The DNA revolution has produced a number of new opportunities for the eager genealogist. Along with these opportunities come a host of unusual terms, fancy words, and confusing outcomes that can make for some, a very difficult experience. For those, who like me, continually express...say what!...this post will begin perhaps a series of posts on some basic ideas surrounding all this DNA stuff. So, let's begin.
Our human existence is dependent on the cell, the basic unit of life. All "us humans" are made up of these cells, and come from cells. As we know it, one of the most important aspect of these cells is reproduction. [Good thing or we would'nt be here!] At any rate, it is during this reproduction that our genetic traits get pass down. Now this DNA ( doxyribonucleic acid ) is the molecule of inheritance for all. These poor cell's DNA is the thing that gets knocked around in all these labs...scraped, dipped, broken apart, multiplied, electrified, analyzed, and...the results printed out, as the "Holy Grail" of our long lost relatives still among the family tree.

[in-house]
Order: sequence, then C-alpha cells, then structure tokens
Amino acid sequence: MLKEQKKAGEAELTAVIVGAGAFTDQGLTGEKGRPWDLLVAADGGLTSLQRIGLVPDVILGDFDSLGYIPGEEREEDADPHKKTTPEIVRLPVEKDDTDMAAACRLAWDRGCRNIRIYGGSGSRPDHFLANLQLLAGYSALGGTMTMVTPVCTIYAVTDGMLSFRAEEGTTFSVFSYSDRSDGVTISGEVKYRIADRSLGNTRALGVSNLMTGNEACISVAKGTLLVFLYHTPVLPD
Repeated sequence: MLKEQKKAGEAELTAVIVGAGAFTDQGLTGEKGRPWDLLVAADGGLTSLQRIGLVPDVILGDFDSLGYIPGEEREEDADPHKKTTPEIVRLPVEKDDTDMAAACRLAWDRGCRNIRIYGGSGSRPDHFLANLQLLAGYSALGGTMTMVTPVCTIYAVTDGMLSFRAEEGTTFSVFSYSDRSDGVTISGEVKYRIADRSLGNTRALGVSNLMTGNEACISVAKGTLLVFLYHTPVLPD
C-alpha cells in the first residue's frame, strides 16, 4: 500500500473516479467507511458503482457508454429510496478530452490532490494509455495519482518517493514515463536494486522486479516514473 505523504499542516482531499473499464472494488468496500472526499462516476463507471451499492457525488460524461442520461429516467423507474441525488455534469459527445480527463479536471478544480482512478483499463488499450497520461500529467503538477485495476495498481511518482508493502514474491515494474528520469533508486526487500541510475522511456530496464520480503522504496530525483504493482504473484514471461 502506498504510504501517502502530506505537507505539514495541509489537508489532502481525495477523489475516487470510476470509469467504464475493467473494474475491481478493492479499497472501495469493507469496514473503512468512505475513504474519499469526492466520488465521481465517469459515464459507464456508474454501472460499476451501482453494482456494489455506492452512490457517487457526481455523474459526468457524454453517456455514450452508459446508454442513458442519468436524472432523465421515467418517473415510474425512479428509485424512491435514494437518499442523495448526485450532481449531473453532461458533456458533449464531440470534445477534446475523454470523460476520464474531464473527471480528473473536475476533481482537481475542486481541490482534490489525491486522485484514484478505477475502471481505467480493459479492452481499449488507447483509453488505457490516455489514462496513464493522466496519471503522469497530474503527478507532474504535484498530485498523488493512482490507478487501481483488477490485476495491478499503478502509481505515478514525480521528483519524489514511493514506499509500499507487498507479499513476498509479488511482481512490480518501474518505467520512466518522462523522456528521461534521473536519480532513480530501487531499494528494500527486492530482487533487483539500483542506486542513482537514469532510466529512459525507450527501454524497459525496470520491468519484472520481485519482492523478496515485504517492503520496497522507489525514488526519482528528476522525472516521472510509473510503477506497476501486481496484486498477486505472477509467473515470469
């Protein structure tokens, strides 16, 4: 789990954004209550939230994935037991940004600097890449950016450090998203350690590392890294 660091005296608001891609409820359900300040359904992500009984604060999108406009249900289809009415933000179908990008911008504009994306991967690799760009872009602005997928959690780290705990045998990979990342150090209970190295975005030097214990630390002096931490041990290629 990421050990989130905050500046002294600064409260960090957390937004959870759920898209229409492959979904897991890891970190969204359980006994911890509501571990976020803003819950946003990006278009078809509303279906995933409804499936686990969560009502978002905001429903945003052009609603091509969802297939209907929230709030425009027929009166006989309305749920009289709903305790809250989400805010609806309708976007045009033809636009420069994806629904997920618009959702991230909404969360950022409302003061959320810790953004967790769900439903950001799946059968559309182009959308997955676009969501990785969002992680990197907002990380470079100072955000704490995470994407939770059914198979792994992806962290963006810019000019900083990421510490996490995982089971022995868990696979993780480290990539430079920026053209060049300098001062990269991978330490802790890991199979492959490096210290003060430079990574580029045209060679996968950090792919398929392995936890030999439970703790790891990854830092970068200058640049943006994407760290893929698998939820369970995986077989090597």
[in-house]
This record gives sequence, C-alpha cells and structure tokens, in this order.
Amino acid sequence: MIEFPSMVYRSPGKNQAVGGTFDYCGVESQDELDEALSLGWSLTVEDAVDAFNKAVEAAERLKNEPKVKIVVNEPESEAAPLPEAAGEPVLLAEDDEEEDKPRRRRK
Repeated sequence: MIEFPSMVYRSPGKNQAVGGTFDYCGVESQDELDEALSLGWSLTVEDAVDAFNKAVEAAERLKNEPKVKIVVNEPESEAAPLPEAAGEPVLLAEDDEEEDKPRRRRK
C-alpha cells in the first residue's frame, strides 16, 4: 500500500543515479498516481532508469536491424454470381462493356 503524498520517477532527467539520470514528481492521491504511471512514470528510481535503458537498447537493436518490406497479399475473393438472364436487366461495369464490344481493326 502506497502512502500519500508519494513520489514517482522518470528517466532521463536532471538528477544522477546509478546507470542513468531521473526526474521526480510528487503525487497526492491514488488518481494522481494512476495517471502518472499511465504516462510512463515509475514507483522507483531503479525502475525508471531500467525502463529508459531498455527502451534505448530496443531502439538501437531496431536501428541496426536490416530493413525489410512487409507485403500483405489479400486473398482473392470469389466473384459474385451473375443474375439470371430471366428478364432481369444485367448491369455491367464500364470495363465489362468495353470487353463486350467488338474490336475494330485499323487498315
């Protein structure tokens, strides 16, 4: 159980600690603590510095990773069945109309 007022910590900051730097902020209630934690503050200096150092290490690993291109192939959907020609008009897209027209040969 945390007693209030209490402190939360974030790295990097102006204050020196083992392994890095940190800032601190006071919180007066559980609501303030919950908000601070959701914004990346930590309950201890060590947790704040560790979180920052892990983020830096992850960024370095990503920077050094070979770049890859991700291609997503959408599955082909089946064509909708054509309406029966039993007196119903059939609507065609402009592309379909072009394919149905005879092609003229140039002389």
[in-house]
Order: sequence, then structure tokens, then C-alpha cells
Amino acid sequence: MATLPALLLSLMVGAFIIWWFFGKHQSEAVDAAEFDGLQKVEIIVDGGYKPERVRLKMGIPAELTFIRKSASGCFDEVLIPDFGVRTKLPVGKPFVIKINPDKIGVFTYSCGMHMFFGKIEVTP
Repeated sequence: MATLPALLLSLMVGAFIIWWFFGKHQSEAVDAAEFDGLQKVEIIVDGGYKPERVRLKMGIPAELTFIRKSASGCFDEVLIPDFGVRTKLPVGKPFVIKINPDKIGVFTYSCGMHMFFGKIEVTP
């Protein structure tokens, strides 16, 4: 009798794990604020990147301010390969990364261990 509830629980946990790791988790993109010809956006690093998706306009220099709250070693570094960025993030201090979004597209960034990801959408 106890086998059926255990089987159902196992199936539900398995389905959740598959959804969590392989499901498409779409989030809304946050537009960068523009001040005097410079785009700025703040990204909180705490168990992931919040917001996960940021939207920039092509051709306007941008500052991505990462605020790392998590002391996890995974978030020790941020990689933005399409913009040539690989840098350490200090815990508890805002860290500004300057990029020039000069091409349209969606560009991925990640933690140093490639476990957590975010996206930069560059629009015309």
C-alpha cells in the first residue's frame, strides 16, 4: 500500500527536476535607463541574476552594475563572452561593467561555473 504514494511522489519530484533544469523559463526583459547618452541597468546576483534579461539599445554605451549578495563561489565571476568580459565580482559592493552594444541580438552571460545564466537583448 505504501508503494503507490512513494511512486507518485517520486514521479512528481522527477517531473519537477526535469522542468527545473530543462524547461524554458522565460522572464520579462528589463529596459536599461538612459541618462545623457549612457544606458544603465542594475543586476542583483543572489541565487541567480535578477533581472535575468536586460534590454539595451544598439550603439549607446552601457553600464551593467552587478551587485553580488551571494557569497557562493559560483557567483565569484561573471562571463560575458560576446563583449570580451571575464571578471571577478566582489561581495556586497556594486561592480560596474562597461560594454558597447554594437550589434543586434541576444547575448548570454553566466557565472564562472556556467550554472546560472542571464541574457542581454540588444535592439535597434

The basis for most traits past down is the functional unit of inheritance call the "gene". Each gene is given a specific position (location or loci) along the DNA molecule to be preserved and transmitted on down the family tree. These genes control our biological processes through the production of proteins and a special modification called RNA ( ribonucleic acid ). The genetic composition of all genes is called the "genotype". The observable inherited traits [ physical, behavioral, physiological, etc.] is given the word "phenotype".
Foundational concepts 1) Genes form the basis of our inheritance.